W. J. BEAN,'* Y. KAWAOKA,' J. M. WOOD,' J. E. PEARSON,2 AND R. G. WEBSTER'

    Department of Virology and Molecular Biology, St. Jude Children's Research Hospital, Memphis, Tennessee 38101'; and
    National Veterinary Service Laboratory, Ames, Iowa 500102
    Received 27 August 1984/Accepted 21 December 1984

    In April 1983, an influenza virus of low virulence appeared in chickens in Pennsylvania. Subsequently, in
    October 1983, the virus became virulent and caused high mortality in poultry. The causative agent has been
    identified as an influenza virus of the H5N2 serotype. The hemagglutinin is antigenically closely related to
    tern/South Africa/61 (H5N3) and the neuraminidase is similar to that from human 112N2 strains (e.g.,
    A/Japan/305/57) and from some avian influenza virus strains (e.g., A/turkey/Mass/66 [H6N2]). Comparison of
    the genome RNAs of chicken/Penn with other influenza virus isolates by RNA-RNA hybridization indicated that
    ali of the genes of this virus were closely related to those of various other influenza virus isolates from wild
    birds. Chickens infected with the virulent strain shed high concentrations of virus in their feces (107 50&#37; egg
    infective dose per g), and the virus was isolated from the albumin and yolk of eggs layed just before death.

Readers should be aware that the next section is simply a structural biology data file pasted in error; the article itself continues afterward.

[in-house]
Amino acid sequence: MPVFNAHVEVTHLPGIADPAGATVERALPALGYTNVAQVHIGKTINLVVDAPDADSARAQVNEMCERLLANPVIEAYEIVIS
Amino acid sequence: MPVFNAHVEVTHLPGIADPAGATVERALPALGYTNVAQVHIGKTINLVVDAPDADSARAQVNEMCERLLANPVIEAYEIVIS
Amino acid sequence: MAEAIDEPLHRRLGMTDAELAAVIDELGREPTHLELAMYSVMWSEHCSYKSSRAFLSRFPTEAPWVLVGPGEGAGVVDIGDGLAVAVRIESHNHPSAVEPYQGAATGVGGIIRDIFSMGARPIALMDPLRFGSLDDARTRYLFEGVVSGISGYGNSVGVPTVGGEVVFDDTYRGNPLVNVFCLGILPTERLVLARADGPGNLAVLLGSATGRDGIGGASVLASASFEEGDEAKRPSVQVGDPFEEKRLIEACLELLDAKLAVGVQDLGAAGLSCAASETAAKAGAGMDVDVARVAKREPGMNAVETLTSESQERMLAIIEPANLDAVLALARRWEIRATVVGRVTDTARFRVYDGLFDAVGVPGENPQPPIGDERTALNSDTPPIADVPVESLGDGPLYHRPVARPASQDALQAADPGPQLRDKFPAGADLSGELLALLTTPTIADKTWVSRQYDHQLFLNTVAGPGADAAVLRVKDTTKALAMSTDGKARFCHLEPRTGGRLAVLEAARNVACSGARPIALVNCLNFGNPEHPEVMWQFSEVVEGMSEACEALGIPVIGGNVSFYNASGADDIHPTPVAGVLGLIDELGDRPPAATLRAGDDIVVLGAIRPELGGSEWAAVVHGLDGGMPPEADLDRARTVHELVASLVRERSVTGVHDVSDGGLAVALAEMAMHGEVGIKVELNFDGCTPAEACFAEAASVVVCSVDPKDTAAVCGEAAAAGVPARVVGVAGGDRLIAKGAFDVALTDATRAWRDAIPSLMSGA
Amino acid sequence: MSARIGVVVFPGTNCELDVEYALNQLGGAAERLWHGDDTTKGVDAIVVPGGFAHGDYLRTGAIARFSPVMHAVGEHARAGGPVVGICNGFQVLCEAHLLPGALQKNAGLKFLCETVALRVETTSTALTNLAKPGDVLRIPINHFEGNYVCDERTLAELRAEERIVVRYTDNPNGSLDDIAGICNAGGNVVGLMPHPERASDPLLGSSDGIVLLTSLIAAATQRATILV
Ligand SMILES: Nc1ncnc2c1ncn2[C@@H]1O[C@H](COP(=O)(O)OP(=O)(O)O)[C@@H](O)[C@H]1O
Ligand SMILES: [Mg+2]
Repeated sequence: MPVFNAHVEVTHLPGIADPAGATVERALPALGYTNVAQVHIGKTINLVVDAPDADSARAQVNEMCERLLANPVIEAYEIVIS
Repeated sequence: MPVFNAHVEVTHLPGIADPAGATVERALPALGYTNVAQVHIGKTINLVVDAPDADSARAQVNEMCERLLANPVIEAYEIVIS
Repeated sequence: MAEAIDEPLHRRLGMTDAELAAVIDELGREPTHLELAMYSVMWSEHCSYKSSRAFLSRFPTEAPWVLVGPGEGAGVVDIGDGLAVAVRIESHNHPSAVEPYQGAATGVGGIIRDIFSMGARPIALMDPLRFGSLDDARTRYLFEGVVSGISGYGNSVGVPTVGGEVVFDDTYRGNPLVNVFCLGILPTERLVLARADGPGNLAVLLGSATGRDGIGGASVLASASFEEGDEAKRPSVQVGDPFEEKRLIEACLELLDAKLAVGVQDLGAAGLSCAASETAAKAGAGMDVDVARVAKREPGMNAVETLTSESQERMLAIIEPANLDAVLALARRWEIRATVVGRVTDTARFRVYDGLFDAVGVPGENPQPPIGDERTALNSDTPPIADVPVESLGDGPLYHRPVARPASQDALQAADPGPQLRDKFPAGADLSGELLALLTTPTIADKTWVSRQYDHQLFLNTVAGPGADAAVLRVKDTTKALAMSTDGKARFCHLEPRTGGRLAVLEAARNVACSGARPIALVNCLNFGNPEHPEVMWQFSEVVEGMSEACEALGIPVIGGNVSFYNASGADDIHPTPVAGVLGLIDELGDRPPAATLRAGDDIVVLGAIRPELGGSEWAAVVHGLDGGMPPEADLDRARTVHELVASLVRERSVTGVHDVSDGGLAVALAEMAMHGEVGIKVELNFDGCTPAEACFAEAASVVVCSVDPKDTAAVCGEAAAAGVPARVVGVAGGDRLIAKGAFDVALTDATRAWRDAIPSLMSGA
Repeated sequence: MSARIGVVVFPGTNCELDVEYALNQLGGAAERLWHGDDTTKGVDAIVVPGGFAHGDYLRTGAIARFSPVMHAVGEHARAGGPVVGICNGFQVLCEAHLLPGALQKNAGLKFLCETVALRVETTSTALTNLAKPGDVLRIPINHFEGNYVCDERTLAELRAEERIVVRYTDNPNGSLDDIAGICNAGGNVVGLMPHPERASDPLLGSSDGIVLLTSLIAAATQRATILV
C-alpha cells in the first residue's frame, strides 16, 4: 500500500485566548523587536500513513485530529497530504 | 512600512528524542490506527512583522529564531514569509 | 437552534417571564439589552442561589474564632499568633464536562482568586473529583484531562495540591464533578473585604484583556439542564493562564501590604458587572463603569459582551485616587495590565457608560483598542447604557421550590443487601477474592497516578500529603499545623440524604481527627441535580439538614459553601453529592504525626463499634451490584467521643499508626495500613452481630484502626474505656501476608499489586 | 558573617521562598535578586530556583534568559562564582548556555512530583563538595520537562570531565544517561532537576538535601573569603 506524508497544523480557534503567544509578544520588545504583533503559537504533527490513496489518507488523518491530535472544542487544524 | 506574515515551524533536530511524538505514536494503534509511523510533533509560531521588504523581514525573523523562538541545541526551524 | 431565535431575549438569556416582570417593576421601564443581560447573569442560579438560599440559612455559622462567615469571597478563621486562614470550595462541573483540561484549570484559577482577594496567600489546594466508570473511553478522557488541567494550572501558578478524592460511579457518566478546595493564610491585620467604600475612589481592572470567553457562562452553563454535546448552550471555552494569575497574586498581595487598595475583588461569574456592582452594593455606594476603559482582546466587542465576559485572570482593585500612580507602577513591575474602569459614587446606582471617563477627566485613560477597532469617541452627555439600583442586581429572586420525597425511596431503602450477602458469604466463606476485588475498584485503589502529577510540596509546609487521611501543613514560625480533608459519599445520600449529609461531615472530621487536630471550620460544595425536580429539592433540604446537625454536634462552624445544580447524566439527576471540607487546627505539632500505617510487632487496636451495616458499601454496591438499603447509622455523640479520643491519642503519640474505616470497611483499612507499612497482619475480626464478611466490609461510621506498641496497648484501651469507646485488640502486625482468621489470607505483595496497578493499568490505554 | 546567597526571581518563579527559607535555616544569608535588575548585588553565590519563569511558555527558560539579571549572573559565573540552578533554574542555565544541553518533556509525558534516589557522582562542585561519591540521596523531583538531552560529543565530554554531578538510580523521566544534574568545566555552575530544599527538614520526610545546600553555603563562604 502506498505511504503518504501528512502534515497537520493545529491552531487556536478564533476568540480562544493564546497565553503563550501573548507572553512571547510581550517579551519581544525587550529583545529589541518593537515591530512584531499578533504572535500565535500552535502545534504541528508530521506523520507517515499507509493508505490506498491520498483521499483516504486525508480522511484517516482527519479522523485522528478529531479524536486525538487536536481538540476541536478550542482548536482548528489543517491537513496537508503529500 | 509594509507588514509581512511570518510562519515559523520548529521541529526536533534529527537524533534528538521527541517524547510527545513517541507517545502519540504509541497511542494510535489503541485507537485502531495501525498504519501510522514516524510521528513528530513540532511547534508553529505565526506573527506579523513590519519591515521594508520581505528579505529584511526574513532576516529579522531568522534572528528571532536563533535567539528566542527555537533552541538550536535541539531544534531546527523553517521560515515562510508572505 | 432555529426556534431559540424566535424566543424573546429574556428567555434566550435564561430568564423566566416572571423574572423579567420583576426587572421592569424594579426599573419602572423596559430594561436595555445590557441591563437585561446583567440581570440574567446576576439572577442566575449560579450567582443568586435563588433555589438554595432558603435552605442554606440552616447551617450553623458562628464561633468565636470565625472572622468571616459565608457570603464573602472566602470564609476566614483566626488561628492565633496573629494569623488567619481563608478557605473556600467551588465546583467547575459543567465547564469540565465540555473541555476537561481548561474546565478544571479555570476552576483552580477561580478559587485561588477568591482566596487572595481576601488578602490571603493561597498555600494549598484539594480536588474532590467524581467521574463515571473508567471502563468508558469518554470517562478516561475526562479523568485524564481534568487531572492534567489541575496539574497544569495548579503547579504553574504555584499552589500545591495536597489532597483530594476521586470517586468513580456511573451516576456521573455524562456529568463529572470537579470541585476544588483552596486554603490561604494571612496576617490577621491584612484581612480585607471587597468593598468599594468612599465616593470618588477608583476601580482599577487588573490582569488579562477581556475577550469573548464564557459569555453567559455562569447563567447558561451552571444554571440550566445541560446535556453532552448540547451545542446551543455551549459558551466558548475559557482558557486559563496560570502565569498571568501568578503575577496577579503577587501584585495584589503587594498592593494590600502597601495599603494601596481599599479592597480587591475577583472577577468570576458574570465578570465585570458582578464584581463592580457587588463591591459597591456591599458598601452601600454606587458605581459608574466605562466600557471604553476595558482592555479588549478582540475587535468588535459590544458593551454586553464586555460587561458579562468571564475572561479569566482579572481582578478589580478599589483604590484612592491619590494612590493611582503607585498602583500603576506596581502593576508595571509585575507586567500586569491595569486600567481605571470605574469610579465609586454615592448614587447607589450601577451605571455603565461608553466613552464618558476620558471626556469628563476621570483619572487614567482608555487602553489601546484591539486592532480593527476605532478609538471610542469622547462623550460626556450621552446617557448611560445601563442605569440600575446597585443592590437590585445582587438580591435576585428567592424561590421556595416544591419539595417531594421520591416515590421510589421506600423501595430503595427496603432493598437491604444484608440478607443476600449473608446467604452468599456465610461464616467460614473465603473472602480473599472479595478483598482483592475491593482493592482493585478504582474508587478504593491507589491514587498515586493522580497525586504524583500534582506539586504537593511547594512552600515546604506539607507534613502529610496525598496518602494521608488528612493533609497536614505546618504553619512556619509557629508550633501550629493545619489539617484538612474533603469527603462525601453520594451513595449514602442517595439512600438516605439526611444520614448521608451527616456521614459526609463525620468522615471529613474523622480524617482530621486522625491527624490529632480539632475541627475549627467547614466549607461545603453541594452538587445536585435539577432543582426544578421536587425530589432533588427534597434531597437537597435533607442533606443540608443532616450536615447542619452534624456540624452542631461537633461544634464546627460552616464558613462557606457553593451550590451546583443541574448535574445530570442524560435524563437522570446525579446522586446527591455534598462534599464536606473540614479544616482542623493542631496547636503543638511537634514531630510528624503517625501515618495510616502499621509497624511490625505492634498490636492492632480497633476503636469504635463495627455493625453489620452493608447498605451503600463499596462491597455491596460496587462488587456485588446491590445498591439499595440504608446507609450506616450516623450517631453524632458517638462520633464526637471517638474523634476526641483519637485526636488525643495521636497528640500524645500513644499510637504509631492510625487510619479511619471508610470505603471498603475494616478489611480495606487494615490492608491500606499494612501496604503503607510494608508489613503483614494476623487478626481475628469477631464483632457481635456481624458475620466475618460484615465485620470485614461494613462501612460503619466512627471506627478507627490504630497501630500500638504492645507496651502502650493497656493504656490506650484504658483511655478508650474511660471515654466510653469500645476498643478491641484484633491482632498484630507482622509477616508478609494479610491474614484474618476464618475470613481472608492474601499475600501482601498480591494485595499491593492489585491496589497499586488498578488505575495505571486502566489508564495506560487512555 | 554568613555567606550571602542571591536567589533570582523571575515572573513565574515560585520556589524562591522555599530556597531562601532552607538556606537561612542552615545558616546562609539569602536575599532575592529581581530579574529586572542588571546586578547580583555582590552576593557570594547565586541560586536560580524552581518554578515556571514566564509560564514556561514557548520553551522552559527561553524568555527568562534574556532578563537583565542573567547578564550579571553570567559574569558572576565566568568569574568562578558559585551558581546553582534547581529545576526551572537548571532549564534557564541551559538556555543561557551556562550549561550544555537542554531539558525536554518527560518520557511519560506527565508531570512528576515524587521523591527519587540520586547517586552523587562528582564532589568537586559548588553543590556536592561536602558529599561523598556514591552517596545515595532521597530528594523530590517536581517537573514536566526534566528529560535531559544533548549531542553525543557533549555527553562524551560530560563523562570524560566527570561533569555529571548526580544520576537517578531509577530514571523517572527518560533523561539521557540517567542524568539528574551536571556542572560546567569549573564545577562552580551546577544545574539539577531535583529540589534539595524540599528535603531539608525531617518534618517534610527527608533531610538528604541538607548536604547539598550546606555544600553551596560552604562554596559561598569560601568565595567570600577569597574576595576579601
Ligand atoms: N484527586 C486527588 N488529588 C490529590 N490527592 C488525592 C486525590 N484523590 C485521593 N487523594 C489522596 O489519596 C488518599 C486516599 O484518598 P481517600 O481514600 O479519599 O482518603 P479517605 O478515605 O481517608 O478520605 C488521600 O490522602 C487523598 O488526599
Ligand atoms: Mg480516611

Virus was also isolated from house flies in chicken houses. Serological and virological studies showed that
    humans are not susceptible to infection with the virus, but can serve as short-term mechanical carriers.
    Analysis of the RNA of the viruses isolated in April and October by gel nmigration and RNA-RNA hybridization
    suggested that these strains were very closely related. Oligonucleotide mapping of the individual genes of
    virulent and avirulent strains showed a limited number of changes in the genome RNAs, but no consistent
    differences between the virulent and avirulent strains that could be correlated with pathogenicity were found.
    Polyacrylamide gel analysis of the early (avirulent) isolates demonstrated the presence of low-molecular-weight
    RNA banlds which is indicative of defective-interfering particles. These RNAs were not present in the virulent
    isolates. Experimental infection of chickens with mixtures of the avirulent and virulent strains demonstrated
    that the avirulent virus interferes with the pathogenicity of the virulent virus. The results suggest that the
    original avirulent virus was probably derived from influenza viruses from wild birds and that the virulent
    strain was derived from the avirulent strain by selective adaptation rather than by recombination or the
    introduction of a new virus into the population. This adaptation may have involved the loss of defective RNAs,as well as mutations, and thus provides a possible model for a role of defective-interfering particles in nature.
    http://jvi.asm.org/cgi/reprint/54/1/151

    Oops, the paper is already mentioned here
    http://www.flutrackers.com/forum/showthread.php?t=19247